Juniper Research: Mobile Roaming and the $2 Billion Revenue Leakage Problem
Juniper Research has found that the inability to distinguish between 4G and 5G data traffic using current standards will result in greater roaming revenue losses as the travel industry returns to pre-pandemic levels and 5G adoption increases. Juniper expects losses from roaming data traffic misidentification will rise to $2.1 billion by 2026 if the industry doesn’t implement the Billing & Charging Evolution Protocol (BCE), an end-to-end industry-wide standard defined by the GSMA that introduces new capabilities that identify roaming data traffic over different network technologies.
In response, the new research, Data & Financial Clearing: Emerging Trends, Key Opportunities & Market Forecasts 2021-2026, cited the support by operators for the BCE (Billing & Charging Evolution) protocol as being a key strategy to minimize the extent of revenue leakage. BCE is an end-to-end industry-wide standard defined by the GSMA that introduces new capabilities that identify roaming data traffic over different network technologies.
This issue of misidentifying roaming data will only be exacerbated by the rising number of 5G subscribers roaming internationally. The report forecasts that there will be over 200 million 5G roaming connections by 2026; rising from 5 million in 2021. This growth is driven by increasing 5G adoption and a return to pre-pandemic levels of international travel. In response, it urged operators to identify emerging areas of potential revenue leakage by leveraging machine learning in roaming analytics tools to efficiently assess roaming behavior and data usage.
In addition, the report found that, to effectively mitigate the growing complexity of clearing processes arising from increased demand for data when roaming, operators must move away from established roaming clearing practices in favor of BCE.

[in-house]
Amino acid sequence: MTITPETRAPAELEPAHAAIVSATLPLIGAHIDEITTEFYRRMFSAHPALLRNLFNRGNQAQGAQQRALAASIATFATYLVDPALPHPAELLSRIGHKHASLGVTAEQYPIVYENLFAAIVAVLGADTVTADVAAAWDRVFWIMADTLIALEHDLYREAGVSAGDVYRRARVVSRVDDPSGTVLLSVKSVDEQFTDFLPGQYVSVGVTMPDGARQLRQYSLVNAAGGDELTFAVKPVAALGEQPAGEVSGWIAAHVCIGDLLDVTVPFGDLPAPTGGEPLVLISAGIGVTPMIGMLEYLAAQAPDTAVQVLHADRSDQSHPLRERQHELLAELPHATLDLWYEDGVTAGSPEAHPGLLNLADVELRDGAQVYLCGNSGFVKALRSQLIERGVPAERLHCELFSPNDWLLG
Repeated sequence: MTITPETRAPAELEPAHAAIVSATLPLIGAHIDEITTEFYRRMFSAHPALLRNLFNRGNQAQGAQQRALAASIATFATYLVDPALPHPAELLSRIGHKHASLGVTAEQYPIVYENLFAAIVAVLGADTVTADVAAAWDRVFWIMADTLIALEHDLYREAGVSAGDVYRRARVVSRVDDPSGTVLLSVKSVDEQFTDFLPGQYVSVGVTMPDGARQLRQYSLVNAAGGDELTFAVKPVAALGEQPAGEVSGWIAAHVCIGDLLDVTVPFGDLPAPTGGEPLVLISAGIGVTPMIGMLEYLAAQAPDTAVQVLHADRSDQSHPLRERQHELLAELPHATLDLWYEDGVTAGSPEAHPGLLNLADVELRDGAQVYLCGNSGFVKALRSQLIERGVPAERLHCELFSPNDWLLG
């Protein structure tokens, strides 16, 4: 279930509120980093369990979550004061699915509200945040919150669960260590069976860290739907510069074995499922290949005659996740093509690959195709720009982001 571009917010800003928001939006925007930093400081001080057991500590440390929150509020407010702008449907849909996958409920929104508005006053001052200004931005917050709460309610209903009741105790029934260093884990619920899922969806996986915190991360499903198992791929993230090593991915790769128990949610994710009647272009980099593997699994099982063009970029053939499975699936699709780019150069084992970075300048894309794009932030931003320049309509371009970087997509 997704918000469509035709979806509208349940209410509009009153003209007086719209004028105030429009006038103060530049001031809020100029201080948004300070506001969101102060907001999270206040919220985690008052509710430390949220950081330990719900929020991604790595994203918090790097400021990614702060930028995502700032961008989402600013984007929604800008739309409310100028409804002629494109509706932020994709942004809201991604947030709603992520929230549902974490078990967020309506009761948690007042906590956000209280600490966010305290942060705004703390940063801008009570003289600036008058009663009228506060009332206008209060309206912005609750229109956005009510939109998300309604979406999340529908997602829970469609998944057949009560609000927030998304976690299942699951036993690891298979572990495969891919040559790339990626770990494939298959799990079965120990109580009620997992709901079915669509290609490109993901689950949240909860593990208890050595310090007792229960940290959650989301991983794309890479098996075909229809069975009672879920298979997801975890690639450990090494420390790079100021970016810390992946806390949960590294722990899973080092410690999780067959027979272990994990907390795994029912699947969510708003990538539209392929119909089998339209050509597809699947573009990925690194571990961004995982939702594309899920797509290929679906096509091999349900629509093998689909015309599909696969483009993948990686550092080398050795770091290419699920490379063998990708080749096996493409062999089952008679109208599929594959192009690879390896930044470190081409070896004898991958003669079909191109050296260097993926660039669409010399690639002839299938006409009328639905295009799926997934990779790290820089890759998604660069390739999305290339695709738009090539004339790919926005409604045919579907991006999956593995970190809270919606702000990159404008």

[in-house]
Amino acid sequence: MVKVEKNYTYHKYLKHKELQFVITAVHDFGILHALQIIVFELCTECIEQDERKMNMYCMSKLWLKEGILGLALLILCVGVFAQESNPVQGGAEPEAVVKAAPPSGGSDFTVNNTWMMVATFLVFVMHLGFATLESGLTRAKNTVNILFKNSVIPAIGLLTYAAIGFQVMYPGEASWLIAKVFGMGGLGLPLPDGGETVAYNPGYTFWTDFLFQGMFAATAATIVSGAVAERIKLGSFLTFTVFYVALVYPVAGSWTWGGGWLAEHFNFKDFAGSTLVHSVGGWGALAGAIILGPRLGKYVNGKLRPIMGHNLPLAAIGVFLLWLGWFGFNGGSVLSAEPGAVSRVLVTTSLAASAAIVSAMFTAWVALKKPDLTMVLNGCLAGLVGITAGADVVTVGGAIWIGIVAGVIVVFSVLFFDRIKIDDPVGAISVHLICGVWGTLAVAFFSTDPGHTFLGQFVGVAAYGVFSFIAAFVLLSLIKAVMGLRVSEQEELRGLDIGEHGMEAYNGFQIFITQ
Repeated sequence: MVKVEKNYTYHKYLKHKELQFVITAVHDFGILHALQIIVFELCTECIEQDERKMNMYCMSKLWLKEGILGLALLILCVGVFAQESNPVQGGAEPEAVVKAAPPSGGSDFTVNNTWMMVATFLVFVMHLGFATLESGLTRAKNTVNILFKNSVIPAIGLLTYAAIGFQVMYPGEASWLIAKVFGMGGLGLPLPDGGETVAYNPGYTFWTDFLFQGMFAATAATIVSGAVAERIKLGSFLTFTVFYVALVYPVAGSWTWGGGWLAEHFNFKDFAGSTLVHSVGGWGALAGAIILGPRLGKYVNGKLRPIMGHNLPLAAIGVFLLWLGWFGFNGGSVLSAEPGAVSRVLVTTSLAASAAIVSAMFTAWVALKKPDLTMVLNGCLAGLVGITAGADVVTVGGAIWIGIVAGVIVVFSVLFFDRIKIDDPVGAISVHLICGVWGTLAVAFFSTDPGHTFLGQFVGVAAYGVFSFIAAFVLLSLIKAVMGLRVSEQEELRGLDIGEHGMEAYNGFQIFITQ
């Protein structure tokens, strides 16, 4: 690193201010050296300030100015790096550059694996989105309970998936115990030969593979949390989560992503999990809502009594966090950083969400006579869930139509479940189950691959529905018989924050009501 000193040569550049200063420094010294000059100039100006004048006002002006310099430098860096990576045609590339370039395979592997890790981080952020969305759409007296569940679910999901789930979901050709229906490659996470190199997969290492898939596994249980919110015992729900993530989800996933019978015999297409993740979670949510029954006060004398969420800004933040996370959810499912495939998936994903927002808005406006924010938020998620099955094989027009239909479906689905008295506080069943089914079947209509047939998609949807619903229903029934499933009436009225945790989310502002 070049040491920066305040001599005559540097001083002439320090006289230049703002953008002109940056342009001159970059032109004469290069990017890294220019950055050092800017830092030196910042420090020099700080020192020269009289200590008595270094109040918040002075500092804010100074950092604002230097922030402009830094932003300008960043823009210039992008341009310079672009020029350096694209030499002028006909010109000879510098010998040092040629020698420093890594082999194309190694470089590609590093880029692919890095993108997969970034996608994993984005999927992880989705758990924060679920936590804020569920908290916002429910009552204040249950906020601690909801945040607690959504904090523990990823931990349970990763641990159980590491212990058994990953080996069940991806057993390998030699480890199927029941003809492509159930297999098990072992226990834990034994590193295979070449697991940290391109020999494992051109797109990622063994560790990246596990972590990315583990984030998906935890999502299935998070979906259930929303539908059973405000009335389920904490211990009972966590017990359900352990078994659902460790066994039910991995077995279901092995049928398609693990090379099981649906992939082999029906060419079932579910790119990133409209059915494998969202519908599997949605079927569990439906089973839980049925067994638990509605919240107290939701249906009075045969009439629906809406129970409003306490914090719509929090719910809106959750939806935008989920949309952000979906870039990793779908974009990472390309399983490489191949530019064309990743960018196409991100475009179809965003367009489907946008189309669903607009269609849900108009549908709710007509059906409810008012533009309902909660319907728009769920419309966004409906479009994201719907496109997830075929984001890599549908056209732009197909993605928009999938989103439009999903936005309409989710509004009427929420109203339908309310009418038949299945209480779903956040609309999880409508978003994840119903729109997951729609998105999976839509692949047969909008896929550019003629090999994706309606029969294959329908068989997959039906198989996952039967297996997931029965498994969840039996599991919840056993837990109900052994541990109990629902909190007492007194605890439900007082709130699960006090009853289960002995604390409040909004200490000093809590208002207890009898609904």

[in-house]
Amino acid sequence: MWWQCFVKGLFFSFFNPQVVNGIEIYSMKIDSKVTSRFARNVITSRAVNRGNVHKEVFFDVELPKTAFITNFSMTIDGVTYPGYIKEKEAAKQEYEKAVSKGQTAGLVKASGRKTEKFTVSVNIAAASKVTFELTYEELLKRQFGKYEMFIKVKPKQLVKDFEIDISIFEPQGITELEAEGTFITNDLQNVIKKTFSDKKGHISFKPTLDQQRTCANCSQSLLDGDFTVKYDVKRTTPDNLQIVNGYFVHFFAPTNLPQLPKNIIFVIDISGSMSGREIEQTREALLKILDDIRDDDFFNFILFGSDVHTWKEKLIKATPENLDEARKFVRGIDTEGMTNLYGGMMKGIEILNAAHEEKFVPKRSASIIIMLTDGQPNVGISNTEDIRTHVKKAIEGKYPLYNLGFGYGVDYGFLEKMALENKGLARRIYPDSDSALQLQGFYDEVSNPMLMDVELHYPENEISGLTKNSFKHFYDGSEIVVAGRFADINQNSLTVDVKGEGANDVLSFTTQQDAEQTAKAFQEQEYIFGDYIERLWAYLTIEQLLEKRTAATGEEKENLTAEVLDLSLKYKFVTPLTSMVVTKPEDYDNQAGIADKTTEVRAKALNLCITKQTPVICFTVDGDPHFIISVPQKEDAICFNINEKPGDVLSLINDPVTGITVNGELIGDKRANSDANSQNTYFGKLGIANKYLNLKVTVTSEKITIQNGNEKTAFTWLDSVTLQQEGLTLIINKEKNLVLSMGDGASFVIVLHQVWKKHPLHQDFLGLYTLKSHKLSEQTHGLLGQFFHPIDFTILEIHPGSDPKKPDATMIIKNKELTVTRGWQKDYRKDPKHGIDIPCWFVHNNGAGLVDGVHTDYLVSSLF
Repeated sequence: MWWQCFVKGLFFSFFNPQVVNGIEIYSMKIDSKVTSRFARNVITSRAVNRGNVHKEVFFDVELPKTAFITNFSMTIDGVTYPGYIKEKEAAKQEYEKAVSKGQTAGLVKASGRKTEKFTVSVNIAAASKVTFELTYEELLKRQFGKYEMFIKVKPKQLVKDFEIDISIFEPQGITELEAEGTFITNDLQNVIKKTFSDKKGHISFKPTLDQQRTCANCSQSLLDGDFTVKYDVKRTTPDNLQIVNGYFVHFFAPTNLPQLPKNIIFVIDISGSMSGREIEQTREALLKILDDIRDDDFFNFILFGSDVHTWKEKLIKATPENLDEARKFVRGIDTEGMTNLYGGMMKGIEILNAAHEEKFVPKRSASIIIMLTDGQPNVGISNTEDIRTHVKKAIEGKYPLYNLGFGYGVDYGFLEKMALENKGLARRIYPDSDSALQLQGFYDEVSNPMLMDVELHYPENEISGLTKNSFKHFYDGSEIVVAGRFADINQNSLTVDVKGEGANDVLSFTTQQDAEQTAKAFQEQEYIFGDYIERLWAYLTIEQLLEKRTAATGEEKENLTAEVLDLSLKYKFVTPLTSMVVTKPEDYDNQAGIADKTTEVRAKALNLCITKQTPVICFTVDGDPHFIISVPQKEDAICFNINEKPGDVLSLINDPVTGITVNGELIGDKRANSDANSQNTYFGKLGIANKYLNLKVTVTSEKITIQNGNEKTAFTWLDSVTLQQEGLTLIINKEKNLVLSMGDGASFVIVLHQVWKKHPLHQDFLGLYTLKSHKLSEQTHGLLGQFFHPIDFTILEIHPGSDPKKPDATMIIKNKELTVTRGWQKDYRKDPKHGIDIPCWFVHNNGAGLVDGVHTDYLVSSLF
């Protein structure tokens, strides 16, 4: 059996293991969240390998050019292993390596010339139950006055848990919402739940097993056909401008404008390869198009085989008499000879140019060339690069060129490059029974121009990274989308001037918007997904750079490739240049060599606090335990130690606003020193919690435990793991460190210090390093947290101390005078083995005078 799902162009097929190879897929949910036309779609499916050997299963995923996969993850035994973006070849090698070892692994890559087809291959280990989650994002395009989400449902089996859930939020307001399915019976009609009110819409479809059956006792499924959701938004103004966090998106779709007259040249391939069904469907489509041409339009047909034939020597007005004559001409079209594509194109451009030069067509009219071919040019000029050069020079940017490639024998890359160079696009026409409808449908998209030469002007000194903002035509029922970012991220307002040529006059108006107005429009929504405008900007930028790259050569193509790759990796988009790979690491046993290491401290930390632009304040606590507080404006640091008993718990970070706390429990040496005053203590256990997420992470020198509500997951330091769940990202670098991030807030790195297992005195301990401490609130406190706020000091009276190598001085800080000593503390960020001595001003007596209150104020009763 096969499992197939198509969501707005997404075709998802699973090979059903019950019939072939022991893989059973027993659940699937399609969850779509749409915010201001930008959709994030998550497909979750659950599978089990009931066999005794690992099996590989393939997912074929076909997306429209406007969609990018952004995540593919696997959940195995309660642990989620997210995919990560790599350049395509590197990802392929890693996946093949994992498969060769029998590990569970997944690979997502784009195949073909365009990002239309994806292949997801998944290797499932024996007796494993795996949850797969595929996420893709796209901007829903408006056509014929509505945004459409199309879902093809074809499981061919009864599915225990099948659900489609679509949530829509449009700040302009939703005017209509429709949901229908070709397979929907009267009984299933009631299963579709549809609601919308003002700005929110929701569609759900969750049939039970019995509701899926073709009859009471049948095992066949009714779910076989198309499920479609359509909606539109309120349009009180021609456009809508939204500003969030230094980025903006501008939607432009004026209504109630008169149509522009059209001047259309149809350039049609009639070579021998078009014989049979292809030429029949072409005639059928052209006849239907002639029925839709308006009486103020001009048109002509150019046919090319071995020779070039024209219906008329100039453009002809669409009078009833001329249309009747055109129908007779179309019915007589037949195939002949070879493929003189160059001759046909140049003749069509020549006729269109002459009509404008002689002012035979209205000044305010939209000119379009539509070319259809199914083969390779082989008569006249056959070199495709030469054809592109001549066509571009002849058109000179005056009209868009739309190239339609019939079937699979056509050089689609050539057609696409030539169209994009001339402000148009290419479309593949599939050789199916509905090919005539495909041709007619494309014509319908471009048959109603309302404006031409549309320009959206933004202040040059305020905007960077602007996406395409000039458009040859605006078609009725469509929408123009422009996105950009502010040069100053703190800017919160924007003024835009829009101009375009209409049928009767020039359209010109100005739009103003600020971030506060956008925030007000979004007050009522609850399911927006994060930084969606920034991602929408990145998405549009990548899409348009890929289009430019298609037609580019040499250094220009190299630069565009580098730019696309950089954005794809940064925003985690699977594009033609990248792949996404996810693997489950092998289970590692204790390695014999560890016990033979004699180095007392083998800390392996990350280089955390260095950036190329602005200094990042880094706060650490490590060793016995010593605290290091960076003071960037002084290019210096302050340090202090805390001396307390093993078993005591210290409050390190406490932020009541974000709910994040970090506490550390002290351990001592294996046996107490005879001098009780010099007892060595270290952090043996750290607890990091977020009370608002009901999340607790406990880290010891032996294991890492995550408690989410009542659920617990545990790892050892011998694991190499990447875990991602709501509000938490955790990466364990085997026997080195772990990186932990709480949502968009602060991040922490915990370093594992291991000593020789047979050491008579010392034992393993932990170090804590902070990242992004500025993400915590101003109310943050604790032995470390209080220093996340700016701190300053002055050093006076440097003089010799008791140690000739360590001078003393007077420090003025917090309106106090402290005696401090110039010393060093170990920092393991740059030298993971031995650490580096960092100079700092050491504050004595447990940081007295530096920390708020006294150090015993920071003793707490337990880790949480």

Research author Scarlett Woodford remarked:
“By combining BCE with AI-enabled roaming analytics suites, operators will be ideally positioned to deal with the rise in roaming data. Separating roaming traffic by network connectivity is essential to allow operators to charge roaming partners based on latency and download speed, and maximize overall 5G roaming revenue.”
Steering of Roaming Explained:
Roaming revenue can be drastically affected by regional regulations and pricing decreases; resulting in operators seeking alternative ways of generating profits from roaming traffic. The term ‘Steering of Roaming’ refers to a process in which roaming traffic is redirected to networks with whom an operator has the best wholesale rates. Operators are able to prioritize which network a device connects to when multiple networks are within range. Mobile operators are able to decide which partner network their subscribers will use whilst roaming, in order to reduce outbound roaming costs and ensure that roaming subscribers receive high-quality service.
Operators can rely on third-party enterprises to provide this service, such as BICS, with business analytics used to guide roaming traffic and identify preferential partner networks. If implemented correctly, steering of roaming can help operators increase margins through the reduction of operating costs. Roaming traffic is directed to the partner network offering the best rates, ultimately resulting in operators being able to pass these savings onto their subscribers with lower roaming charges.